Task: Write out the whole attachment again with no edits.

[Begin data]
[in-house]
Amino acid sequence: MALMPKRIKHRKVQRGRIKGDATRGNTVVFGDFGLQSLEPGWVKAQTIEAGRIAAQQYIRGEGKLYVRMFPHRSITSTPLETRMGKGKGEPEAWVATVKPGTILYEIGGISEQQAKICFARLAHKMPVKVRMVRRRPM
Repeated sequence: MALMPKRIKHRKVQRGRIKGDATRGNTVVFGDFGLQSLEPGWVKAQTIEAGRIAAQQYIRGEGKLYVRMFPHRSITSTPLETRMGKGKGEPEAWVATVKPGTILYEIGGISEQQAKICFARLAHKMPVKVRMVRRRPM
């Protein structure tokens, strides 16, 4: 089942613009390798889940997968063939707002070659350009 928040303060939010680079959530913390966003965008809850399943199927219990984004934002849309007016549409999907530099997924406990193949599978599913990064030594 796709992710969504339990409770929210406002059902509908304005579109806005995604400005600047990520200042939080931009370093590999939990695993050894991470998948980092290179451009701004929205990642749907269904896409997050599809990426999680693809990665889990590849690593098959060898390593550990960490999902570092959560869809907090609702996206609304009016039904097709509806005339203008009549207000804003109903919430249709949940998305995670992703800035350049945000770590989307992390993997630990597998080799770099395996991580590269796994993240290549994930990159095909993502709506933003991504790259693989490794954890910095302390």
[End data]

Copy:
[in-house]
Amino acid sequence: MALMPKRIKHRKVQRGRIKGDATRGNTVVFGDFGLQSLEPGWVKAQTIEAGRIAAQQYIRGEGKLYVRMFPHRSITSTPLETRMGKGKGEPEAWVATVKPGTILYEIGGISEQQAKICFARLAHKMPVKVRMVRRRPM
Repeated sequence: MALMPKRIKHRKVQRGRIKGDATRGNTVVFGDFGLQSLEPGWVKAQTIEAGRIAAQQYIRGEGKLYVRMFPHRSITSTPLETRMGKGKGEPEAWVATVKPGTILYEIGGISEQQAKICFARLAHKMPVKVRMVRRRPM
């Protein structure tokens, strides 16, 4: 089942613009390798889940997968063939707002070659350009 928040303060939010680079959530913390966003965008809850399943199927219990984004934002849309007016549409999907530099997924406990193949599978599913990064030594 796709992710969504339990409770929210406002059902509908304005579109806005995604400005600047990520200042939080931009370093590999939990695993050894991470998948980092290179451009701004929205990642749907269904896409997050599809990426999680693809990665889990590849690593098959060898390593550990960490999902570092959560869809907090609702996206609304009016039904097709509806005339203008009549207000804003109903919430249709949940998305995670992703800035350049945000770590989307992390993997630990597998080799770099395996991580590269796994993240290549994930990159095909993502709506933003991504790259693989490794954890910095302390």